1 Leave a comment on paragraph 1 0 Working toward a shared vocabulary is a process that, perhaps needless to say, will inevitably be fraught by misunderstanding. Lisbeth Lipari has argued, however, that misunderstanding functions not solely as an unavoidable barrier to communication but also as a crucial reason for it:

2 Leave a comment on paragraph 2 0 misunderstanding reminds us, again and again, that our conversational partners are truly “other” than us; that each of us lives at the center of our own world; that we each arrive independently “on the scene” of communication with different histories, traditions, experiences, and perspectives; that the self is not the world; that perfection is impossible; and that, although human language is infinitely generative, there are important aspects of human existence that are, simply, ineffable. In short, misunderstanding opens the doorway to the ethical relation by inspiring (or frustrating) us to listen more closely to others, to inquire more deeply into their differences, and to question our own already well-formed understandings of the world. (26-27)

3 Leave a comment on paragraph 3 0 Misunderstanding thus has the potential to yank us out of our literally self-centered ways of thinking and encourage new connections with the others with whom we seek to communicate. This ethical relation that Lipari describes is one based in empathy, or the desire to understand the feelings and experiences of others.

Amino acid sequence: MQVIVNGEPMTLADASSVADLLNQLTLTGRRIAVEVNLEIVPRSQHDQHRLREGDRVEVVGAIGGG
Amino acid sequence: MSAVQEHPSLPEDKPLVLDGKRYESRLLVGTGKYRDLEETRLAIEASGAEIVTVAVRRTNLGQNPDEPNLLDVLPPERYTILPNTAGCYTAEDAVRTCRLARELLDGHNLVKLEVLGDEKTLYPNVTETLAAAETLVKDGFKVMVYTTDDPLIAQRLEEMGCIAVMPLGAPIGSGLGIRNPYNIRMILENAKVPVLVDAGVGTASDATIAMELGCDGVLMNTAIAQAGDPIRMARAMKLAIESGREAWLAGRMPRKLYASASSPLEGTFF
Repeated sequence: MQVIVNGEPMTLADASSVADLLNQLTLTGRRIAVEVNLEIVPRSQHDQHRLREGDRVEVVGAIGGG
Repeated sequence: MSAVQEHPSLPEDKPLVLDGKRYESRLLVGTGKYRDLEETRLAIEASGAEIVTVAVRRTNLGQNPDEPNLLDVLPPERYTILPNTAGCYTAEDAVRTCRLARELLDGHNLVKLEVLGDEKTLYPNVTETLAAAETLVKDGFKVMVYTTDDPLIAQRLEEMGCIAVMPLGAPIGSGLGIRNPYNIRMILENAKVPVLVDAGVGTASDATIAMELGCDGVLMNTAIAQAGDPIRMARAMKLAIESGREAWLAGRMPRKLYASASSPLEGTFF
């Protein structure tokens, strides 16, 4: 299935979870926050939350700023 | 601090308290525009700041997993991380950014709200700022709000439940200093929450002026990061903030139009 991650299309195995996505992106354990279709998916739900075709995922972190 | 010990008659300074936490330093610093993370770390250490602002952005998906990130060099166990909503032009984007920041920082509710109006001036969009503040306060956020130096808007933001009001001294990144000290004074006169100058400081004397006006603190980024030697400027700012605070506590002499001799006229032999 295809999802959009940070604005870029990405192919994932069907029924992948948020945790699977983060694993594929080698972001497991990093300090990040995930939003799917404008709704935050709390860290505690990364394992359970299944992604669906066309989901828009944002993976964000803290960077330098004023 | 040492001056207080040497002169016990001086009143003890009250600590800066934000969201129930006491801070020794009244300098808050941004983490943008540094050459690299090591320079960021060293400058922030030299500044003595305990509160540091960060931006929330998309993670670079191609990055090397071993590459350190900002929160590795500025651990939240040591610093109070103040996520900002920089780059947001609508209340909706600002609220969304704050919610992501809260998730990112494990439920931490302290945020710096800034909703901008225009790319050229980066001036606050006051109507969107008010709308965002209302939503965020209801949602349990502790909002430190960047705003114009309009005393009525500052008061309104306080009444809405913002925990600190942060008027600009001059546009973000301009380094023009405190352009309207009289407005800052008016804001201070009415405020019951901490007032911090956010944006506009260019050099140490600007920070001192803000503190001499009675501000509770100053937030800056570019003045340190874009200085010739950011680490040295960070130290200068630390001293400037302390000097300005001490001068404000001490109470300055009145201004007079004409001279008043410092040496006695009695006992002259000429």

4 Leave a comment on paragraph 4 0 Empathy as so described perhaps lies a bit closer in to the sense with which I use generosity. Empathy is generally understood as that ability to bridge the gap between self and other, that quality of openness that enables greater insight across divides of background or experience. Empathy represents an attitude toward the world that we are encouraged to cultivate—and yet, as Leslie Jamison succinctly notes, “empathy is always perched precariously between gift and invasion” (16). Empathy has the potential to ground a deeply ethical relationship with the world, and has as well the potential to flatten that relationship into something much more troubling.

5 Leave a comment on paragraph 5 0 So what’s the problem with empathy? First, there are the myriad ways in which the concept has been misunderstood—of course—as somehow just being about a replication of feeling: your story of loss makes me sad; voilà, empathy. Second, there is the ease with which it invites expression through an appropriation of the experiences of others: “I feel your pain.” And third, there is the degree to which the call to empathy has been unevenly distributed, directed as it has been of late all too frequently to those members of our communities who themselves live with a host of exclusions and inequities without any reciprocating attempt to understand their experience. This uneven distribution has led to one of the most bitter divides in the period since the 2016 presidential election, as commentators have repeatedly insisted that urban, liberal voters must find ways to empathize with the working-class whites whose feelings of disenfranchisement and economic anxiety led them to vote overwhelmingly for Donald Trump, while failing at the very same moment to empathize with those voters so commanded, largely people of color whose disenfranchisement has been all too literal and whose very physical safety in our communities is too often in question. If empathy requires a one-sided experience of feeling for those who have put you at risk, it’s the wrong concept.